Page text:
Wednesday, June 27, 2007

Hunstanton social club

No sign of the Alpine Swift returning to its roost but a pleasant social gathering all the same. The adult White winged Black Tern showed well at Welney WWT on the way up, and the Little Bittern reappeared at Titchwell RSPB after an absence of 3 days when it was assumed to have dissapeared from the reserve. This was only my 3rd lifer of the year and showed well for at least 15 minutes perched in the reeds to the left of the main ditch, making short flights from the ditch to the edge of the main pool.

Spring Half term

The first few days of half term were dominated by strong winds and rain with several days stuck mostly indoors. The one reason to be outside was because of the good numbers of Manx Shearwaters passing along the coast (200+ past the Norfolk sea watching capital of Sheringham) and the chance for one or two to stray into The Wash, providing me with my MOST WANTED Snettisham tick. Though it was clear that there WERE birds moving offshore, the seemingly endless rain and the condensation on the lens every time I looked through the eye piece made it impossible to look through the scope and keep an eye on the sea for any length of time. A group of 5 Kittiwake close in shore were the highlight of several failed attempts, including a short lived 4:30 start in truly awful conditions. Not that Kittiwake wouldn't normally count as a highlight, these birds were a delight to see... it just wasn't the bird I was after.

Whitethroat at Stewartby Lake... taken after dipping the Caspian Tern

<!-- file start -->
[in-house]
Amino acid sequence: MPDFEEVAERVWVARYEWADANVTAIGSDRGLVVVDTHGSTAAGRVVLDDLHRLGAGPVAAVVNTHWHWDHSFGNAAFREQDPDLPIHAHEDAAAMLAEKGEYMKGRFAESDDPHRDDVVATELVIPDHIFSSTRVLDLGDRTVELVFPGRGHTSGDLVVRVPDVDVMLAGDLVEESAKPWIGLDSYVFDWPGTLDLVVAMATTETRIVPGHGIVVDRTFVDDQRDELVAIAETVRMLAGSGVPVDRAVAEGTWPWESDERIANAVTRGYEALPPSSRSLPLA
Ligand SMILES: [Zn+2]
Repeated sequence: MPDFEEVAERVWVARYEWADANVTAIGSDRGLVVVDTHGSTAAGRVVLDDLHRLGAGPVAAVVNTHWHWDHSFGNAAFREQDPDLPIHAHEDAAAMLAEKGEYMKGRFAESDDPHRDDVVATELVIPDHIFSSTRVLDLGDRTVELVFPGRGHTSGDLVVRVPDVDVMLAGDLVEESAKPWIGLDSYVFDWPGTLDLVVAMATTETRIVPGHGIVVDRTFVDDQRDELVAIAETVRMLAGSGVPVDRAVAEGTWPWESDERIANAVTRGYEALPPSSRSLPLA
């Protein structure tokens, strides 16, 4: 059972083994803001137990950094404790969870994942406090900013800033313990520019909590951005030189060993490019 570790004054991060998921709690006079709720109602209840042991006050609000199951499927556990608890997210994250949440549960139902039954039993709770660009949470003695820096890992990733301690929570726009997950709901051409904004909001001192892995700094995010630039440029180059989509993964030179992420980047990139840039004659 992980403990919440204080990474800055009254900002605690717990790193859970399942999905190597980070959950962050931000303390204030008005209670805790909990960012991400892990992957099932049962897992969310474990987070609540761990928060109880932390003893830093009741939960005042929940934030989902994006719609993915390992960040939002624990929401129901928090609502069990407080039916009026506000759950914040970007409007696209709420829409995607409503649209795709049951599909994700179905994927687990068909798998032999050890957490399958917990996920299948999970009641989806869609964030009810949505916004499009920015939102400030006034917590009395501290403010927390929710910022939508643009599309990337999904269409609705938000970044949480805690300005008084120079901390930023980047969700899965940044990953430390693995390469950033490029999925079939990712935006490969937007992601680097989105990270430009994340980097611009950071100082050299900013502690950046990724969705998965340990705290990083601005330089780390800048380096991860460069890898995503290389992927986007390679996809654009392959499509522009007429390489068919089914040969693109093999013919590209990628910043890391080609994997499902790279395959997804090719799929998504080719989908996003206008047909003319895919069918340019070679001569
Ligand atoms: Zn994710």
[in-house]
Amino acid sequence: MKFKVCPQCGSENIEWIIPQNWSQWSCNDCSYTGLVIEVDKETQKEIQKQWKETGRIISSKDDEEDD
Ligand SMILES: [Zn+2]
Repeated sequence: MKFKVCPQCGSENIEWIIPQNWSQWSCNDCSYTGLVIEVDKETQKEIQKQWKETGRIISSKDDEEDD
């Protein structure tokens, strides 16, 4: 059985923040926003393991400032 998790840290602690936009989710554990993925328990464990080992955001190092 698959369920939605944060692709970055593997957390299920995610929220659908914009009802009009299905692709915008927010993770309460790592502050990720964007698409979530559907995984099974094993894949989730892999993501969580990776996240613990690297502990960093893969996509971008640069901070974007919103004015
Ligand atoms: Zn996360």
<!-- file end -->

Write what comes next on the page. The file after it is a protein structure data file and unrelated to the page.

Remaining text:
Scarce migrants made an appearance towards the end of the week, and included a wide scattering of Red backed Shrikes, one of which we saw in the reedbed at Cley NWT (my first ever male) Honey Buzzards showed well at Ryburgh and Nightjars gave good views around Sandringhm (the distinct lack of midges making the experience rather more comfortable than it has been in the past!) A male Woodchat Shrike turned up on one of the fencelines running across Holme Marsh, giving reasonable views once the heat of the day had died down, but the main prize came in the form of Norfolk's first spring Booted Warbler which showed well on and off along Blakeney point, just before half way house. On my return from the plantation the crowd had dwindled to just 5 observers, and it wasn't long before I was the only person left watching the bird. With a bit of patience the bird showed well at fairly close range and was my 2nd sighting of the species, following the West Runton individual in September 2003.

Spoonbill and Arctic Tern, seen during the course of the week, both counted as local patch ticks, taking my total Snettisham List to 205 species (92% of which has been self found) with 181 species seen from or within the Coastal Park recording area.


My accomodation for the 6 months... right in the middle of the reserve at the back of the car park

From July 21st up untill December 22nd I will have adopted a new local patch down at Dungeness Kent volunteering for the RSPB on a long term basis. Staying so close to the pits, and being the first person out on the reserve in the morning, I should be in with the chance to find one or two decent birds.... Squacco Heron, Glossy Ibis, Great spotted Cuckoo, Audoins Gull, Laughing Gull, Red footed Falcon, Woodchat Shrike, Melodious Warbler, Red rumped Swallow, Bee eater and Great Reed Warbler all seen so far in 2007.

My own predictions...

Penduline Tit
Tawny Pipit
Raddes Warbler
Short-toed Treecreeper
White winged Black tern (Not rare enough? all right then... Bridled)

Baleric Shearwater should be farily easy and Long tailed Skua should find its way onto my temporary patch list, both of which would be lifers.